What keeps these clusters from collapsing is the angular momentum of the stars as they orbit the cluster’s center of mass. It’s the same physics that keeps the solar system from collapsing. However, globular clusters do evolve dynamically, albeit very slowly.
Given enough time, globular clusters will actually “evaporate.” As the stars orbit the center of the cluster, they interact with each other gravitationally, and some stars will get a little boost. One by one, they will gain enough kinetic energy to escape the cluster. As the stars are expelled, the total gravitational pull of the cluster decreases, and it becomes easier for other stars to escape. The evaporation process has a snowball effect.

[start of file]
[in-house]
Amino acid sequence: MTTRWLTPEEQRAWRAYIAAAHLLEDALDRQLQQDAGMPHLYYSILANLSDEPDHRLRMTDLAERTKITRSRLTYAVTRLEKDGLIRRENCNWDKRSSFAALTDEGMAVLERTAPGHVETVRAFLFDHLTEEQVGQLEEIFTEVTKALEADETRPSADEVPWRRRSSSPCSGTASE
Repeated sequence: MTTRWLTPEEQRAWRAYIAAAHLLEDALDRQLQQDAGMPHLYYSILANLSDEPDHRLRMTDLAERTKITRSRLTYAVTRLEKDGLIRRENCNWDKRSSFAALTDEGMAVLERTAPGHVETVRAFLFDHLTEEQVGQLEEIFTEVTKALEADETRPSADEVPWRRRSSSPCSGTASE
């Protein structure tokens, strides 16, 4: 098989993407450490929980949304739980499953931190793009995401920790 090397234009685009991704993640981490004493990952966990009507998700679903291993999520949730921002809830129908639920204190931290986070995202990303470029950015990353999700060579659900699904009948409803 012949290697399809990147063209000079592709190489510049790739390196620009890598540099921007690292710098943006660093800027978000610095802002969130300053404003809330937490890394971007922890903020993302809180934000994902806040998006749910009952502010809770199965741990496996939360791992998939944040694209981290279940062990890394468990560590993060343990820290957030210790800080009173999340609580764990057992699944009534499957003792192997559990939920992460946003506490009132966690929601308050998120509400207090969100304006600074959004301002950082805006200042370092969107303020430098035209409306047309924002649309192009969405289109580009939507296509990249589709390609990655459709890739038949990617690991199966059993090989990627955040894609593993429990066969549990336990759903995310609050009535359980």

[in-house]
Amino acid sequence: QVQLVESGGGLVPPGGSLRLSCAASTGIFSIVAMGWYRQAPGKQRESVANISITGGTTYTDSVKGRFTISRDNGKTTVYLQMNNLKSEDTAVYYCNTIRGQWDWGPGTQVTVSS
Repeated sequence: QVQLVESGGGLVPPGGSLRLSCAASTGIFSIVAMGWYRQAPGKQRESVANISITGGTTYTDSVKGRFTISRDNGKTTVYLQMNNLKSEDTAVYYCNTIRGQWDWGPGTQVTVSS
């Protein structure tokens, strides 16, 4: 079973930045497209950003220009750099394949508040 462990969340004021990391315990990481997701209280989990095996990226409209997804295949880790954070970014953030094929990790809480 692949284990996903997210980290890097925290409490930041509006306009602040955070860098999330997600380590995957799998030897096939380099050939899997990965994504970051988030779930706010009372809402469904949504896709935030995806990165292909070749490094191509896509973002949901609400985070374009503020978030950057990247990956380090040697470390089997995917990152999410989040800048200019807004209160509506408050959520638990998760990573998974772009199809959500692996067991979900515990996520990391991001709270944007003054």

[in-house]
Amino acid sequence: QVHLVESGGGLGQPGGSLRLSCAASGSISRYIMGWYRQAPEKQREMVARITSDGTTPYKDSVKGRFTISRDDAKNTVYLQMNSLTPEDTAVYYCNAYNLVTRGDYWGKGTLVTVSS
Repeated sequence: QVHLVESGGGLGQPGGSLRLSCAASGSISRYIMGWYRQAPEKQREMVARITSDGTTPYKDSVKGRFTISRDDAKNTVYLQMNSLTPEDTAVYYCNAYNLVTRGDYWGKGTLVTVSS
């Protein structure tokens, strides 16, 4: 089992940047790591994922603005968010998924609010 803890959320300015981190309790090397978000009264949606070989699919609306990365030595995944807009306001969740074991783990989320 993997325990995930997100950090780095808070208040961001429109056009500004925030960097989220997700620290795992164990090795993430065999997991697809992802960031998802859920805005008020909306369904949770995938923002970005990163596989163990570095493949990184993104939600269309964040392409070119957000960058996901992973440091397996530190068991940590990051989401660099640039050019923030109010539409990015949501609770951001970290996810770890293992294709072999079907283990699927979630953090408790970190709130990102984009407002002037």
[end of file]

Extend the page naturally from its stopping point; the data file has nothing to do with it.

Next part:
This process also results in something called “mass segregation”: During these gravitational encounters, the more massive stars tend to migrate toward the center, and the lower mass stars migrate toward the outside or even leave the cluster.
University of Virginia, Charlottesville